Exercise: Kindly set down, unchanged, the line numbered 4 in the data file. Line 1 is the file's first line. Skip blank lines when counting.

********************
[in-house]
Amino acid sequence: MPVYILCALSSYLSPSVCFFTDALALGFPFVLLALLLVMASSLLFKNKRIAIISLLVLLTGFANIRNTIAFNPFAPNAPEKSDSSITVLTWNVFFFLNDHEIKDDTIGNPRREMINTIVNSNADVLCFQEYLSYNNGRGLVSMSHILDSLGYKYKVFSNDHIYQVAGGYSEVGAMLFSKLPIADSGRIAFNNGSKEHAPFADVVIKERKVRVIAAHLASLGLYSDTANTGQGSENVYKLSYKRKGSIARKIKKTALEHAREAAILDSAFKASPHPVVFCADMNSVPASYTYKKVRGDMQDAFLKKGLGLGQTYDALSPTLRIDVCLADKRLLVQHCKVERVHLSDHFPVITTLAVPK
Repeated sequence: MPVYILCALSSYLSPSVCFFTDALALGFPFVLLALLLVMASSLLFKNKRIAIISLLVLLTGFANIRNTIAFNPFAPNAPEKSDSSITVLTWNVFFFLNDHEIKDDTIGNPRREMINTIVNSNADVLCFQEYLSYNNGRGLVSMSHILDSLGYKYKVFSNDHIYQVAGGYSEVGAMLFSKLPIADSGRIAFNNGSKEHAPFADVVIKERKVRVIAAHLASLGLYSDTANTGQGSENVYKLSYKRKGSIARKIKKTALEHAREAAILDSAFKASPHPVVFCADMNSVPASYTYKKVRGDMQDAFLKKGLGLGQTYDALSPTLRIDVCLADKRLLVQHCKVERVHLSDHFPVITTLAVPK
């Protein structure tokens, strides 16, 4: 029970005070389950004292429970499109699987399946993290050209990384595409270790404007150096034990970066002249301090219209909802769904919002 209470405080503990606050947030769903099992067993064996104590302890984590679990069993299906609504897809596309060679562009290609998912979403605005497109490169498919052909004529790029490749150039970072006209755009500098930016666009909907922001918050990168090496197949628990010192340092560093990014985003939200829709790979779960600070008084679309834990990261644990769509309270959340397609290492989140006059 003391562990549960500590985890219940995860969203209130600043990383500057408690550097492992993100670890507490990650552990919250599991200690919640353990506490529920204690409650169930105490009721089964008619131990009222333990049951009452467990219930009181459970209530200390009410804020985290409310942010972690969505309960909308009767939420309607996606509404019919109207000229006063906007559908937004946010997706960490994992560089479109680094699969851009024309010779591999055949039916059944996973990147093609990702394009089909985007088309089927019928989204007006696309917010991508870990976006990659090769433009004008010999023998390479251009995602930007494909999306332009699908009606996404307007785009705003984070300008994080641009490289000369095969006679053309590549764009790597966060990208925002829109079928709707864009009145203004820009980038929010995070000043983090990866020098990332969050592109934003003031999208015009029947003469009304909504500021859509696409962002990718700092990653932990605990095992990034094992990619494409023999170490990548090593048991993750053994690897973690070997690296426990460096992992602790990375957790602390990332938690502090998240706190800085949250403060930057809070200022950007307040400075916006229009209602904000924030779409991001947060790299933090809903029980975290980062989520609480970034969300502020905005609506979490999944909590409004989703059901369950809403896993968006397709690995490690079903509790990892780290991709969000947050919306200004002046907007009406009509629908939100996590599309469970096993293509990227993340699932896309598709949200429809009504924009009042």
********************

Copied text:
């Protein structure tokens, strides 16, 4: 029970005070389950004292429970499109699987399946993290050209990384595409270790404007150096034990970066002249301090219209909802769904919002 209470405080503990606050947030769903099992067993064996104590302890984590679990069993299906609504897809596309060679562009290609998912979403605005497109490169498919052909004529790029490749150039970072006209755009500098930016666009909907922001918050990168090496197949628990010192340092560093990014985003939200829709790979779960600070008084679309834990990261644990769509309270959340397609290492989140006059 003391562990549960500590985890219940995860969203209130600043990383500057408690550097492992993100670890507490990650552990919250599991200690919640353990506490529920204690409650169930105490009721089964008619131990009222333990049951009452467990219930009181459970209530200390009410804020985290409310942010972690969505309960909308009767939420309607996606509404019919109207000229006063906007559908937004946010997706960490994992560089479109680094699969851009024309010779591999055949039916059944996973990147093609990702394009089909985007088309089927019928989204007006696309917010991508870990976006990659090769433009004008010999023998390479251009995602930007494909999306332009699908009606996404307007785009705003984070300008994080641009490289000369095969006679053309590549764009790597966060990208925002829109079928709707864009009145203004820009980038929010995070000043983090990866020098990332969050592109934003003031999208015009029947003469009304909504500021859509696409962002990718700092990653932990605990095992990034094992990619494409023999170490990548090593048991993750053994690897973690070997690296426990460096992992602790990375957790602390990332938690502090998240706190800085949250403060930057809070200022950007307040400075916006229009209602904000924030779409991001947060790299933090809903029980975290980062989520609480970034969300502020905005609506979490999944909590409004989703059901369950809403896993968006397709690995490690079903509790990892780290991709969000947050919306200004002046907007009406009509629908939100996590599309469970096993293509990227993340699932896309598709949200429809009504924009009042």